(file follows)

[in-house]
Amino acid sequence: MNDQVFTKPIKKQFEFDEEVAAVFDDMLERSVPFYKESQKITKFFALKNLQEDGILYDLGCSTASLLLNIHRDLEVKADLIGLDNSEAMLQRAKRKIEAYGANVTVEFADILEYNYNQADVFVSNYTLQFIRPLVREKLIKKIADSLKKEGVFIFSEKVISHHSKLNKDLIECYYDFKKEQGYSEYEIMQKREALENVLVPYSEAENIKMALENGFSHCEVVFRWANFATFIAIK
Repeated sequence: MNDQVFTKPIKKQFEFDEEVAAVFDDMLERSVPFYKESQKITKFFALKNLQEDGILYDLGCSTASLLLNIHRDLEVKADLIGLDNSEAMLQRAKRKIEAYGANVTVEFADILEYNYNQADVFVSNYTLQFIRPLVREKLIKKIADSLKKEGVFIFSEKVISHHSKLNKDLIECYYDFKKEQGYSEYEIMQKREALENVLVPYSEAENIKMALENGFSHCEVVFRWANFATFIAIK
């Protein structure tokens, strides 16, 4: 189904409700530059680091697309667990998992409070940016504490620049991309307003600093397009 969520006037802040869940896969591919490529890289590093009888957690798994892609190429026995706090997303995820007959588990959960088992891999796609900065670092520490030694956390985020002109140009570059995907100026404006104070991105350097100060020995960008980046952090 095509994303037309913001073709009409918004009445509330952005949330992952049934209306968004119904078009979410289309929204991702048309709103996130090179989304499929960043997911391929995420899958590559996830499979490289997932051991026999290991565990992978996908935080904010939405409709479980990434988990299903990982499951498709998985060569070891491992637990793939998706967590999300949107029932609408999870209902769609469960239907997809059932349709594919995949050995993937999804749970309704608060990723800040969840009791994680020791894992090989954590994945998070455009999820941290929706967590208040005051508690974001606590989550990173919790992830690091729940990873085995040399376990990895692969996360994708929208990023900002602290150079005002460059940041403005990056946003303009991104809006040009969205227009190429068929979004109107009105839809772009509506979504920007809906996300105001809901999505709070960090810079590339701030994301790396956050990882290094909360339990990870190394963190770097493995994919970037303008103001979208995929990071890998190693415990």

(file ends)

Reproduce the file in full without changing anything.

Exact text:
[in-house]
Amino acid sequence: MNDQVFTKPIKKQFEFDEEVAAVFDDMLERSVPFYKESQKITKFFALKNLQEDGILYDLGCSTASLLLNIHRDLEVKADLIGLDNSEAMLQRAKRKIEAYGANVTVEFADILEYNYNQADVFVSNYTLQFIRPLVREKLIKKIADSLKKEGVFIFSEKVISHHSKLNKDLIECYYDFKKEQGYSEYEIMQKREALENVLVPYSEAENIKMALENGFSHCEVVFRWANFATFIAIK
Repeated sequence: MNDQVFTKPIKKQFEFDEEVAAVFDDMLERSVPFYKESQKITKFFALKNLQEDGILYDLGCSTASLLLNIHRDLEVKADLIGLDNSEAMLQRAKRKIEAYGANVTVEFADILEYNYNQADVFVSNYTLQFIRPLVREKLIKKIADSLKKEGVFIFSEKVISHHSKLNKDLIECYYDFKKEQGYSEYEIMQKREALENVLVPYSEAENIKMALENGFSHCEVVFRWANFATFIAIK
């Protein structure tokens, strides 16, 4: 189904409700530059680091697309667990998992409070940016504490620049991309307003600093397009 969520006037802040869940896969591919490529890289590093009888957690798994892609190429026995706090997303995820007959588990959960088992891999796609900065670092520490030694956390985020002109140009570059995907100026404006104070991105350097100060020995960008980046952090 095509994303037309913001073709009409918004009445509330952005949330992952049934209306968004119904078009979410289309929204991702048309709103996130090179989304499929960043997911391929995420899958590559996830499979490289997932051991026999290991565990992978996908935080904010939405409709479980990434988990299903990982499951498709998985060569070891491992637990793939998706967590999300949107029932609408999870209902769609469960239907997809059932349709594919995949050995993937999804749970309704608060990723800040969840009791994680020791894992090989954590994945998070455009999820941290929706967590208040005051508690974001606590989550990173919790992830690091729940990873085995040399376990990895692969996360994708929208990023900002602290150079005002460059940041403005990056946003303009991104809006040009969205227009190429068929979004109107009105839809772009509506979504920007809906996300105001809901999505709070960090810079590339701030994301790396956050990882290094909360339990990870190394963190770097493995994919970037303008103001979208995929990071890998190693415990």